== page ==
Creating New Federal Courts
Congress is given, under the constitution, the power to create federal courts and decide what cases are heard in them, be it appellate court or a court of original jurisdiction.
Elections that greatly change the political ideology in America such as a switching of a republican dominated presidential streak to a democrat dominate presidential streak.
Death Penalty Supreme Court Rulings
Gregg v. Georgia: Reaffirmed the supreme courts acceptance of the death penalty in America
Coker v. Georgia: Held that death penalty is not acceptable punishment in the case of rape if the victim is not killed
Roper v. Simmons: Death penalty for minors is cruel and unusual punishment
Atkins v. Virginia: The execution of mentally disabled people violate the 8th amendment
Delegates to Major Party Conventions
Tend to be very loyal to the party and well informed on the ideology of the presidential nominees, minority representation has increased over the years
Demographics of Delegates to Presidential Nominee Conventions
Delegates nominated in party conventions usually represent a specific majority of that party, such as the Democratic nominee Barack Obama represents minorities and the republican nominee represents the wealthy whites.
Demographics of Democratic Voters
Mainly young educated people. African American and over minority groups are also very commonly democratic.
Devolution is when the federal government gives up powers to the state governments
Difference Between Political Parties and Interest Groups
The goal of political parties is to elect someone to office, whereas the goal of interest groups is to help a specific cause by lobbying for policies to be passed to further cause.
Differences Between the House and Senate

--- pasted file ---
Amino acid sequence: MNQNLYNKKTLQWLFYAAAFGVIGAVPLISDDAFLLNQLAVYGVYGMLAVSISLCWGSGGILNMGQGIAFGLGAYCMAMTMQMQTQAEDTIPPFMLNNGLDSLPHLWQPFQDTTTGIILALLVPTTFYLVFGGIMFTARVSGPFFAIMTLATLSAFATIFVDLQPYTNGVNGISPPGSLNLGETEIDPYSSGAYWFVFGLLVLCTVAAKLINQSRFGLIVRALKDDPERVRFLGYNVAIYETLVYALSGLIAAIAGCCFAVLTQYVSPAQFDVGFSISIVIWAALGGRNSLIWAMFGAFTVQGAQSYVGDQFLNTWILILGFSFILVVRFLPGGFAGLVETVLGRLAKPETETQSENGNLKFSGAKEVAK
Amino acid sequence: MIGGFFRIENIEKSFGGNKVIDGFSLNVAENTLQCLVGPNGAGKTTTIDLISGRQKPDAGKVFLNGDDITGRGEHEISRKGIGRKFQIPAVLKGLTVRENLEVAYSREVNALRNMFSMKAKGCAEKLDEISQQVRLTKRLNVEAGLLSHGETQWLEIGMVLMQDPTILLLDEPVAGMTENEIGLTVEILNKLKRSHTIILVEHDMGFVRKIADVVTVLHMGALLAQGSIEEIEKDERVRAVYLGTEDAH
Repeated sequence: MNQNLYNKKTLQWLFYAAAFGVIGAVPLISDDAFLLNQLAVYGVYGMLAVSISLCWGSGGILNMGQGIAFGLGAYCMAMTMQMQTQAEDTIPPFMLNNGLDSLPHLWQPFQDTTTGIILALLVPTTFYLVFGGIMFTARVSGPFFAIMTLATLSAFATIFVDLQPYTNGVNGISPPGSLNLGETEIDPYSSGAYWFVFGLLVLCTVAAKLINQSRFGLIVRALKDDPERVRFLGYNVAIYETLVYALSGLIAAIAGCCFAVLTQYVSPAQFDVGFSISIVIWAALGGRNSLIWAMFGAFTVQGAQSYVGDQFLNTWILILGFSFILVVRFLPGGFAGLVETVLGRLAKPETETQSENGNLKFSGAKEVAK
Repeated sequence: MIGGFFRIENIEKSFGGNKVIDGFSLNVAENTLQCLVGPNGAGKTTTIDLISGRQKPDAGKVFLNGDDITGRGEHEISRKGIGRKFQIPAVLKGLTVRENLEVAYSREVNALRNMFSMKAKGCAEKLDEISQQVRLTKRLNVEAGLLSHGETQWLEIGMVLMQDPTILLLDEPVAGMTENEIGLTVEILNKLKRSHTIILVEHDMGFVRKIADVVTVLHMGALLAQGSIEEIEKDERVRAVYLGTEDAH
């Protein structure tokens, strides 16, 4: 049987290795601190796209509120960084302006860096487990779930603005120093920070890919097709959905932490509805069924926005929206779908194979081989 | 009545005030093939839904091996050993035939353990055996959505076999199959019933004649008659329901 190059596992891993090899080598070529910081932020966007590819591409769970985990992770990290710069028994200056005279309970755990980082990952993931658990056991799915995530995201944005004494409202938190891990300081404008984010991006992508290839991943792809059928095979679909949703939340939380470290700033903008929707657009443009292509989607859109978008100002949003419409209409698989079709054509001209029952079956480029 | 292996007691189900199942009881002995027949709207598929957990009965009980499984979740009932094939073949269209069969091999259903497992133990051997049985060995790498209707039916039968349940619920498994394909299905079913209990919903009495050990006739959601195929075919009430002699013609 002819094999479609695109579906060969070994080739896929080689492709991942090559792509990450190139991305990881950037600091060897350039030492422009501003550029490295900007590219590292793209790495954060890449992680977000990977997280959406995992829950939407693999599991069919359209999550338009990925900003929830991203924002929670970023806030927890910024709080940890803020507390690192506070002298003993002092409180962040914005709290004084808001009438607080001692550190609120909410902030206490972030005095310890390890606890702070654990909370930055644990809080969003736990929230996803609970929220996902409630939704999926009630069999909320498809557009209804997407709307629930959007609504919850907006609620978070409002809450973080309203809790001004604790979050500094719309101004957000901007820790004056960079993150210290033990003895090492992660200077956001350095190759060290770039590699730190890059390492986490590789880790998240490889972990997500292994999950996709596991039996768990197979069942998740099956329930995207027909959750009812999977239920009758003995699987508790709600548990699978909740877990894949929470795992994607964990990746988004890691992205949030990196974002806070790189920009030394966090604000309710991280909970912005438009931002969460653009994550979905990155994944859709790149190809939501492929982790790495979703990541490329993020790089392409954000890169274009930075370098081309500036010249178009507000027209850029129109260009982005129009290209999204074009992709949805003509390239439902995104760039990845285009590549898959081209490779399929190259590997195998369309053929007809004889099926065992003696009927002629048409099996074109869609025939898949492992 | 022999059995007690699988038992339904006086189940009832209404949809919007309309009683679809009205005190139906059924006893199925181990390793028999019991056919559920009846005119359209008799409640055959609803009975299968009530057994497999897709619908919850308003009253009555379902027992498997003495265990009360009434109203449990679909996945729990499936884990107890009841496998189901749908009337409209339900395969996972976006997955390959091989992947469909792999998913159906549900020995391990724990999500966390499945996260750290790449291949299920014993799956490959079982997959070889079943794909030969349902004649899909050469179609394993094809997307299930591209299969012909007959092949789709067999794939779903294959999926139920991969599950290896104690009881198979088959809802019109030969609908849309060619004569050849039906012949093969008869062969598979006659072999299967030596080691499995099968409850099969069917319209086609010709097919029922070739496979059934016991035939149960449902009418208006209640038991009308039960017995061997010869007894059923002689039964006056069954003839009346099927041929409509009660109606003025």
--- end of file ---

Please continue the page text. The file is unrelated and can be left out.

The Senate equally represents every state with 100 members where as the House is based on population; Senate is the upper house and has required age of 30 years old; Senate can filibuster House can not; House of Reps have 2 year terms while senators have 6 year terms.
Direct Primaries v. Convention System
The convention, or caucus, is when local voters get together to decide who to support for presidency and select delegates for the national convention while in primaries the voting field for presidential nominee is greatly increased to possibly include everyone.
Means of bringing a bill out of committee and to the floor for consideration without a report from the committee and usually without cooperation of the leadership by "discharging" the committee from further consideration of a bill or resolution.
Divided Government Consequences
~With our checks and balance system we may find delays in choosing supreme court justice, delegates, and cabinet members since they are picked by the President but then confirmed by the senate.
Divided Party Control and Presidency
If the president is democratic and congress has a majority of republicans then we may find a stalemate is passing bills since the president will veto it especially if congress doesn't have the numbers to override the veto.